The field of data analysis typically uses SQL to interact with large databases and business intelligence tools such as PowerBI, Excel, Tableau, Looker, SiSense, SAP, or countless other offerings. These tools make it easier to query and visualize data, as well as to quickly discover trends and correlations within it to assist in making the best business decisions.
Data science, on the other hand, employs a wider variety of more complex tools. Clustering, dimensionality reduction, and machine learning algorithms might be applied to the data; generally, this involves writing Python code. The data at hand may also be raw and unprocessed, and further code will be necessary to prepare, structure, and clean the data prior to modeling it.
Again, this is not a hard-and-fast rule. Data analysts are generally expected to have some understanding of programming languages such as Python and R, and you could argue that SQL is also code. And while the world of data science makes heavier use of Python, people who call themselves “data scientists” tend to stay more on the theory side than on the side of building systems to automatically process their data. A data scientist who ventures more into coding for scalable, production-grade systems might cross the line into becoming a machine learning engineer instead.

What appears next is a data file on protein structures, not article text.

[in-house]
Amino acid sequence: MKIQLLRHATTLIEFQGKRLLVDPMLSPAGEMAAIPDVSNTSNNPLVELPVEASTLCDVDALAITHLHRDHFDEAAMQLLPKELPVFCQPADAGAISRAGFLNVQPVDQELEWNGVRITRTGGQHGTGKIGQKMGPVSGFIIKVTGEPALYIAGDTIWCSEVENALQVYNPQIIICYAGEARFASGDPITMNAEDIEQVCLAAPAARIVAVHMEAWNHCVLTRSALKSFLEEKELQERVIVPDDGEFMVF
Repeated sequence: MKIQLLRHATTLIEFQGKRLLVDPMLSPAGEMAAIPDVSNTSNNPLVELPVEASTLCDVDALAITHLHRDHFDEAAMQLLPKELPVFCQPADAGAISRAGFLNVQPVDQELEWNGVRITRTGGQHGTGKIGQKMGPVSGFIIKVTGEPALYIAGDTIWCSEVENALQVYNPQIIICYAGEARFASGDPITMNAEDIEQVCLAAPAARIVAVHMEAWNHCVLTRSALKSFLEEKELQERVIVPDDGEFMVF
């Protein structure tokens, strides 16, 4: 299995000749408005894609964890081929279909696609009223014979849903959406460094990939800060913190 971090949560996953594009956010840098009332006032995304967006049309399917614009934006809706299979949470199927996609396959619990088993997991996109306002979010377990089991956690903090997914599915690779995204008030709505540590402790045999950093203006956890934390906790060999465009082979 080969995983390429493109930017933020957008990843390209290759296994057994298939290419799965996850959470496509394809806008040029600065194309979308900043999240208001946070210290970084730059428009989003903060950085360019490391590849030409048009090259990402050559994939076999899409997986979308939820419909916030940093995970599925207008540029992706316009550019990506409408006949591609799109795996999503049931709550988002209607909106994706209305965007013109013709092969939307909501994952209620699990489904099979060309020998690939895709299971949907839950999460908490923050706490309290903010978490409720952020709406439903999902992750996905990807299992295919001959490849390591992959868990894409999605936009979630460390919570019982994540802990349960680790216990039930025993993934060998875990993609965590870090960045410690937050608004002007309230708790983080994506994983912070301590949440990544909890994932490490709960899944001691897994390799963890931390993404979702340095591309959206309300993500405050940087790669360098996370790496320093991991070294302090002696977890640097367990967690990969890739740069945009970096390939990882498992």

Data scientists make more money
You’ve probably gathered that data science involves the ability to bring together many complex tools and algorithms to novel sources of data in order to discover new insights. This requires more experience and the ability to work with less explicit direction and guidance, not to mention an understanding of computer sciences. These skills come at a premium.
According to Indeed.com, the average base salary of a data scientist in the US (as of September 2021) is US$119,277, while a data analyst commands US$67,076. You don’t need to be a data scientist to see that’s a substantial difference. When it comes to compensation, considering a career in data science vs. data analytics is no contest. It simply takes less education and experience to analyze existing data than it does to build complex models to predict future data. The salaries in data analytics reflect this. Entry-level data analysts do exist, but jumping right into data science generally involves a master’s degree in lieu of experience.